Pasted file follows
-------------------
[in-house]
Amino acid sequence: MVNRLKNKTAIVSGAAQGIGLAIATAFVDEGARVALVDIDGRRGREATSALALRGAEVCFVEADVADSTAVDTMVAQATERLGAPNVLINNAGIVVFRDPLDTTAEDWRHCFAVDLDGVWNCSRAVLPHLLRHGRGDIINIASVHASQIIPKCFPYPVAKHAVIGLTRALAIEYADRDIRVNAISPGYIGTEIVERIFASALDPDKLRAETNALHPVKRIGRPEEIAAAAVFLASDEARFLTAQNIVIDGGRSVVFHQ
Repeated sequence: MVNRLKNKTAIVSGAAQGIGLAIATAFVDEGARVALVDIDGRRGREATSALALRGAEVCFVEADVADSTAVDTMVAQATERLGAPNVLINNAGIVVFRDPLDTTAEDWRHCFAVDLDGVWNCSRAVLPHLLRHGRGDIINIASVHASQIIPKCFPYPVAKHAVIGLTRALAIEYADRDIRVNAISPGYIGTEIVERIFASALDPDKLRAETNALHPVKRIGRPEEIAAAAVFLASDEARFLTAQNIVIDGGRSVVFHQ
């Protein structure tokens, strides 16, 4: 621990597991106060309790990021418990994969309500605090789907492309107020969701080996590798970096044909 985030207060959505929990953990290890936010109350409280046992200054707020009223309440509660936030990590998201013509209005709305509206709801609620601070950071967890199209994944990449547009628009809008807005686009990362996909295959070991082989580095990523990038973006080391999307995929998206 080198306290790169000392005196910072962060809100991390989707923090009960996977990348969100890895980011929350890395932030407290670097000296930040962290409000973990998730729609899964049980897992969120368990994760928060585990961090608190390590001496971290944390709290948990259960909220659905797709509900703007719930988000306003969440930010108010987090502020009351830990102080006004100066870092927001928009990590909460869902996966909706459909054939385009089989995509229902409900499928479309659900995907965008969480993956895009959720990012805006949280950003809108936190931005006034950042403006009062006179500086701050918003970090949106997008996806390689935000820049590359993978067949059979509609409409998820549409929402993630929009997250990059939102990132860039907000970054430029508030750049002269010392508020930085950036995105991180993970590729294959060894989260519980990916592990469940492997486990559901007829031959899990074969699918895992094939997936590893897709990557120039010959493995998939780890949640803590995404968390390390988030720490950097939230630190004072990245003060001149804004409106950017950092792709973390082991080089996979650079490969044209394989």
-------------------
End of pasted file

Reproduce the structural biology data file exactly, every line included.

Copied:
[in-house]
Amino acid sequence: MVNRLKNKTAIVSGAAQGIGLAIATAFVDEGARVALVDIDGRRGREATSALALRGAEVCFVEADVADSTAVDTMVAQATERLGAPNVLINNAGIVVFRDPLDTTAEDWRHCFAVDLDGVWNCSRAVLPHLLRHGRGDIINIASVHASQIIPKCFPYPVAKHAVIGLTRALAIEYADRDIRVNAISPGYIGTEIVERIFASALDPDKLRAETNALHPVKRIGRPEEIAAAAVFLASDEARFLTAQNIVIDGGRSVVFHQ
Repeated sequence: MVNRLKNKTAIVSGAAQGIGLAIATAFVDEGARVALVDIDGRRGREATSALALRGAEVCFVEADVADSTAVDTMVAQATERLGAPNVLINNAGIVVFRDPLDTTAEDWRHCFAVDLDGVWNCSRAVLPHLLRHGRGDIINIASVHASQIIPKCFPYPVAKHAVIGLTRALAIEYADRDIRVNAISPGYIGTEIVERIFASALDPDKLRAETNALHPVKRIGRPEEIAAAAVFLASDEARFLTAQNIVIDGGRSVVFHQ
């Protein structure tokens, strides 16, 4: 621990597991106060309790990021418990994969309500605090789907492309107020969701080996590798970096044909 985030207060959505929990953990290890936010109350409280046992200054707020009223309440509660936030990590998201013509209005709305509206709801609620601070950071967890199209994944990449547009628009809008807005686009990362996909295959070991082989580095990523990038973006080391999307995929998206 080198306290790169000392005196910072962060809100991390989707923090009960996977990348969100890895980011929350890395932030407290670097000296930040962290409000973990998730729609899964049980897992969120368990994760928060585990961090608190390590001496971290944390709290948990259960909220659905797709509900703007719930988000306003969440930010108010987090502020009351830990102080006004100066870092927001928009990590909460869902996966909706459909054939385009089989995509229902409900499928479309659900995907965008969480993956895009959720990012805006949280950003809108936190931005006034950042403006009062006179500086701050918003970090949106997008996806390689935000820049590359993978067949059979509609409409998820549409929402993630929009997250990059939102990132860039907000970054430029508030750049002269010392508020930085950036995105991180993970590729294959060894989260519980990916592990469940492997486990559901007829031959899990074969699918895992094939997936590893897709990557120039010959493995998939780890949640803590995404968390390390988030720490950097939230630190004072990245003060001149804004409106950017950092792709973390082991080089996979650079490969044209394989």